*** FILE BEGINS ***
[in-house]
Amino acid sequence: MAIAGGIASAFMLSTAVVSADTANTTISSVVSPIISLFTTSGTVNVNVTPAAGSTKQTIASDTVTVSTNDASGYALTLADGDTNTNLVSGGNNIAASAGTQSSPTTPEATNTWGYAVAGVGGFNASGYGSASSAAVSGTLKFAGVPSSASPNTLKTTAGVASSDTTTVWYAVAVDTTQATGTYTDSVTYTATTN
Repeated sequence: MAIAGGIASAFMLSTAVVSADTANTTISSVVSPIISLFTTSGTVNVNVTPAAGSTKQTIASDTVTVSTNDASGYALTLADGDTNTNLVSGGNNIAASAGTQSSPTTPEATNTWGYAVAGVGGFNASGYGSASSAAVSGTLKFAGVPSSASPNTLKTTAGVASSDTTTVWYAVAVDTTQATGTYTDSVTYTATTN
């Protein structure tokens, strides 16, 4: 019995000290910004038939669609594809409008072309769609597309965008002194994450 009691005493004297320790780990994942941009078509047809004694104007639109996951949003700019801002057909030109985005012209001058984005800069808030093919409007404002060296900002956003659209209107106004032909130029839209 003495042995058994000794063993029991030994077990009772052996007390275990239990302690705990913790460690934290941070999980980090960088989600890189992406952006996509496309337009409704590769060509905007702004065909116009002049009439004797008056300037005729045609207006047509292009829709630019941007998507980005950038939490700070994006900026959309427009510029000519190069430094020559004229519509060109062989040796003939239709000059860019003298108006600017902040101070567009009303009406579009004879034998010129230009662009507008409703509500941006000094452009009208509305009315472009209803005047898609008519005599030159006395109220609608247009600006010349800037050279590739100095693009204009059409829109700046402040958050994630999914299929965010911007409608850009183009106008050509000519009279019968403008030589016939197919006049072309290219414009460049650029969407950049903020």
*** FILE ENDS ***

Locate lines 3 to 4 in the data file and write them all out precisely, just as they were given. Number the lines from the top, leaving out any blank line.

Repeated sequence: MAIAGGIASAFMLSTAVVSADTANTTISSVVSPIISLFTTSGTVNVNVTPAAGSTKQTIASDTVTVSTNDASGYALTLADGDTNTNLVSGGNNIAASAGTQSSPTTPEATNTWGYAVAGVGGFNASGYGSASSAAVSGTLKFAGVPSSASPNTLKTTAGVASSDTTTVWYAVAVDTTQATGTYTDSVTYTATTN
């Protein structure tokens, strides 16, 4: 019995000290910004038939669609594809409008072309769609597309965008002194994450 009691005493004297320790780990994942941009078509047809004694104007639109996951949003700019801002057909030109985005012209001058984005800069808030093919409007404002060296900002956003659209209107106004032909130029839209 003495042995058994000794063993029991030994077990009772052996007390275990239990302690705990913790460690934290941070999980980090960088989600890189992406952006996509496309337009409704590769060509905007702004065909116009002049009439004797008056300037005729045609207006047509292009829709630019941007998507980005950038939490700070994006900026959309427009510029000519190069430094020559004229519509060109062989040796003939239709000059860019003298108006600017902040101070567009009303009406579009004879034998010129230009662009507008409703509500941006000094452009009208509305009315472009209803005047898609008519005599030159006395109220609608247009600006010349800037050279590739100095693009204009059409829109700046402040958050994630999914299929965010911007409608850009183009106008050509000519009279019968403008030589016939197919006049072309290219414009460049650029969407950049903020």